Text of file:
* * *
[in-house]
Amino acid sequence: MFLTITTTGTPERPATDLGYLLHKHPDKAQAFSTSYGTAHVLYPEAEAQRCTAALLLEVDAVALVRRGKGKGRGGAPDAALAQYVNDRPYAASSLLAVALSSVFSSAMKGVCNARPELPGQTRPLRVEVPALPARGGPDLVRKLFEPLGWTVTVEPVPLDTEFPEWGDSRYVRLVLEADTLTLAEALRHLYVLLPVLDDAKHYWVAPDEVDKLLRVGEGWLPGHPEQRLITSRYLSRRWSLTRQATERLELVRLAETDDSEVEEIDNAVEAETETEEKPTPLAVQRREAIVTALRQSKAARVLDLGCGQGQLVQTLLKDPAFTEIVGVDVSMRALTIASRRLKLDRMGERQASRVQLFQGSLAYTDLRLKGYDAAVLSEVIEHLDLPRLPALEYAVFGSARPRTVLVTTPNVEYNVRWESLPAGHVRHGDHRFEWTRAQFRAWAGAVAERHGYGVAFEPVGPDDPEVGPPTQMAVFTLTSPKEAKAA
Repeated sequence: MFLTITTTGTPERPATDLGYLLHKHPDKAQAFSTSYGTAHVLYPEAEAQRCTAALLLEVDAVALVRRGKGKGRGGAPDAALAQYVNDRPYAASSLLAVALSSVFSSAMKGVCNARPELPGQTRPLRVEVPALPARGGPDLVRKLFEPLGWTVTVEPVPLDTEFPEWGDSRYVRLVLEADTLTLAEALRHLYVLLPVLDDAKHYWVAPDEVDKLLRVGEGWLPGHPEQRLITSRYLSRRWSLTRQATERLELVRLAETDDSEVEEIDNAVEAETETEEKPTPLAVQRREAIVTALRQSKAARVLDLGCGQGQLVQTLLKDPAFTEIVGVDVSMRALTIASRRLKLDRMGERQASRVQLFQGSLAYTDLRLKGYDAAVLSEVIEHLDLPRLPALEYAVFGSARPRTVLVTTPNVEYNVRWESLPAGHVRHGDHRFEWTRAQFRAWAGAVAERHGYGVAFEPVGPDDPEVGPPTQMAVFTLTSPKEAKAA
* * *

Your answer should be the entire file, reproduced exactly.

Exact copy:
[in-house]
Amino acid sequence: MFLTITTTGTPERPATDLGYLLHKHPDKAQAFSTSYGTAHVLYPEAEAQRCTAALLLEVDAVALVRRGKGKGRGGAPDAALAQYVNDRPYAASSLLAVALSSVFSSAMKGVCNARPELPGQTRPLRVEVPALPARGGPDLVRKLFEPLGWTVTVEPVPLDTEFPEWGDSRYVRLVLEADTLTLAEALRHLYVLLPVLDDAKHYWVAPDEVDKLLRVGEGWLPGHPEQRLITSRYLSRRWSLTRQATERLELVRLAETDDSEVEEIDNAVEAETETEEKPTPLAVQRREAIVTALRQSKAARVLDLGCGQGQLVQTLLKDPAFTEIVGVDVSMRALTIASRRLKLDRMGERQASRVQLFQGSLAYTDLRLKGYDAAVLSEVIEHLDLPRLPALEYAVFGSARPRTVLVTTPNVEYNVRWESLPAGHVRHGDHRFEWTRAQFRAWAGAVAERHGYGVAFEPVGPDDPEVGPPTQMAVFTLTSPKEAKAA
Repeated sequence: MFLTITTTGTPERPATDLGYLLHKHPDKAQAFSTSYGTAHVLYPEAEAQRCTAALLLEVDAVALVRRGKGKGRGGAPDAALAQYVNDRPYAASSLLAVALSSVFSSAMKGVCNARPELPGQTRPLRVEVPALPARGGPDLVRKLFEPLGWTVTVEPVPLDTEFPEWGDSRYVRLVLEADTLTLAEALRHLYVLLPVLDDAKHYWVAPDEVDKLLRVGEGWLPGHPEQRLITSRYLSRRWSLTRQATERLELVRLAETDDSEVEEIDNAVEAETETEEKPTPLAVQRREAIVTALRQSKAARVLDLGCGQGQLVQTLLKDPAFTEIVGVDVSMRALTIASRRLKLDRMGERQASRVQLFQGSLAYTDLRLKGYDAAVLSEVIEHLDLPRLPALEYAVFGSARPRTVLVTTPNVEYNVRWESLPAGHVRHGDHRFEWTRAQFRAWAGAVAERHGYGVAFEPVGPDDPEVGPPTQMAVFTLTSPKEAKAA